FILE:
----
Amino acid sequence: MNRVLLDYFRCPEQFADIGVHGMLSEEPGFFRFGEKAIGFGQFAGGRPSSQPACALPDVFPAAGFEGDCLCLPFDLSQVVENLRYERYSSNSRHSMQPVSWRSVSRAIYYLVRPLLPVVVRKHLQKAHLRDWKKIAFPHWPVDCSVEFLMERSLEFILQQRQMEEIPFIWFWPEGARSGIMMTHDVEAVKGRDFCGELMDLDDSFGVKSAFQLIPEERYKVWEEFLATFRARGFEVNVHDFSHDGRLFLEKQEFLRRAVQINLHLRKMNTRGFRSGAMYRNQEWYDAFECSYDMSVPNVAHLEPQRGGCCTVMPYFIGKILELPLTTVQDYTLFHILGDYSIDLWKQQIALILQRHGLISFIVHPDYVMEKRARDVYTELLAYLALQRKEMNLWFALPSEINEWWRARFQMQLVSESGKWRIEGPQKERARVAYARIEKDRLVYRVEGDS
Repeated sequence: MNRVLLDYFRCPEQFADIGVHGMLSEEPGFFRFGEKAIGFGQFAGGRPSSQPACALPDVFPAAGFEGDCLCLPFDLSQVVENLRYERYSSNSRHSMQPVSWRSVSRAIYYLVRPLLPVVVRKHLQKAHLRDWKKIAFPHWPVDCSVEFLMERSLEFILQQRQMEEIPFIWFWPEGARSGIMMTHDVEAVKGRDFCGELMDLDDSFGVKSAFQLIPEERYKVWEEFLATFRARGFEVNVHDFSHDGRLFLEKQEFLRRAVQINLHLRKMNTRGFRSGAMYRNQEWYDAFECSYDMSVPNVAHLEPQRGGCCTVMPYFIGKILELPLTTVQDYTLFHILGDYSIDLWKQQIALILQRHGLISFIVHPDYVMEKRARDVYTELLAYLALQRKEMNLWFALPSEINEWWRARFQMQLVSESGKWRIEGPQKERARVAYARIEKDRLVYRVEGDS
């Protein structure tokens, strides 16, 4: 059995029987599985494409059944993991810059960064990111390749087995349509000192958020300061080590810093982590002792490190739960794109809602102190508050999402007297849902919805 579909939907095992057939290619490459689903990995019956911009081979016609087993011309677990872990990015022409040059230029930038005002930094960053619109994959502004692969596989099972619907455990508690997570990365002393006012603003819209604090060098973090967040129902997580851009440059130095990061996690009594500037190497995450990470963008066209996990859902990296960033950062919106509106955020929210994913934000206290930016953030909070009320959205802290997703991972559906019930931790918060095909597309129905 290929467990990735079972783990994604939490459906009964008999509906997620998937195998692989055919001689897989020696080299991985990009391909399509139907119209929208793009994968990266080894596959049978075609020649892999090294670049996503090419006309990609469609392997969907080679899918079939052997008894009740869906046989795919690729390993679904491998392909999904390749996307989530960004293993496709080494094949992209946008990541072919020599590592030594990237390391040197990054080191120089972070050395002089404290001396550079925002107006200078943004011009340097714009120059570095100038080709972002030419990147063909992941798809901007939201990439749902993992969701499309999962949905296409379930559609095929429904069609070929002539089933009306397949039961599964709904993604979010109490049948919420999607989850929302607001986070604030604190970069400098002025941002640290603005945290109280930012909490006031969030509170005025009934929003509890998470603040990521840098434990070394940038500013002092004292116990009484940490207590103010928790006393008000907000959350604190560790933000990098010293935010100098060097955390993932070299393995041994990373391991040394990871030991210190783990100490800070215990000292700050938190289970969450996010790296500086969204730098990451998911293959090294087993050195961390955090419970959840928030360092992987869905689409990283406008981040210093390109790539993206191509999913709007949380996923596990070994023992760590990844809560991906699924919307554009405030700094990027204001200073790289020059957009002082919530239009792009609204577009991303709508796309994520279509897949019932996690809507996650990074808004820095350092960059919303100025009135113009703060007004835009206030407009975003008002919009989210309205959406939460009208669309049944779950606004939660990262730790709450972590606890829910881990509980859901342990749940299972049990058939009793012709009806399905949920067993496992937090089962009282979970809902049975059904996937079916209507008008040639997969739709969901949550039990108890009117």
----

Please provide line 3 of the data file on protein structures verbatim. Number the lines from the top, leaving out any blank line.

């Protein structure tokens, strides 16, 4: 059995029987599985494409059944993991810059960064990111390749087995349509000192958020300061080590810093982590002792490190739960794109809602102190508050999402007297849902919805 579909939907095992057939290619490459689903990995019956911009081979016609087993011309677990872990990015022409040059230029930038005002930094960053619109994959502004692969596989099972619907455990508690997570990365002393006012603003819209604090060098973090967040129902997580851009440059130095990061996690009594500037190497995450990470963008066209996990859902990296960033950062919106509106955020929210994913934000206290930016953030909070009320959205802290997703991972559906019930931790918060095909597309129905 290929467990990735079972783990994604939490459906009964008999509906997620998937195998692989055919001689897989020696080299991985990009391909399509139907119209929208793009994968990266080894596959049978075609020649892999090294670049996503090419006309990609469609392997969907080679899918079939052997008894009740869906046989795919690729390993679904491998392909999904390749996307989530960004293993496709080494094949992209946008990541072919020599590592030594990237390391040197990054080191120089972070050395002089404290001396550079925002107006200078943004011009340097714009120059570095100038080709972002030419990147063909992941798809901007939201990439749902993992969701499309999962949905296409379930559609095929429904069609070929002539089933009306397949039961599964709904993604979010109490049948919420999607989850929302607001986070604030604190970069400098002025941002640290603005945290109280930012909490006031969030509170005025009934929003509890998470603040990521840098434990070394940038500013002092004292116990009484940490207590103010928790006393008000907000959350604190560790933000990098010293935010100098060097955390993932070299393995041994990373391991040394990871030991210190783990100490800070215990000292700050938190289970969450996010790296500086969204730098990451998911293959090294087993050195961390955090419970959840928030360092992987869905689409990283406008981040210093390109790539993206191509999913709007949380996923596990070994023992760590990844809560991906699924919307554009405030700094990027204001200073790289020059957009002082919530239009792009609204577009991303709508796309994520279509897949019932996690809507996650990074808004820095350092960059919303100025009135113009703060007004835009206030407009975003008002919009989210309205959406939460009208669309049944779950606004939660990262730790709450972590606890829910881990509980859901342990749940299972049990058939009793012709009806399905949920067993496992937090089962009282979970809902049975059904996937079916209507008008040639997969739709969901949550039990108890009117």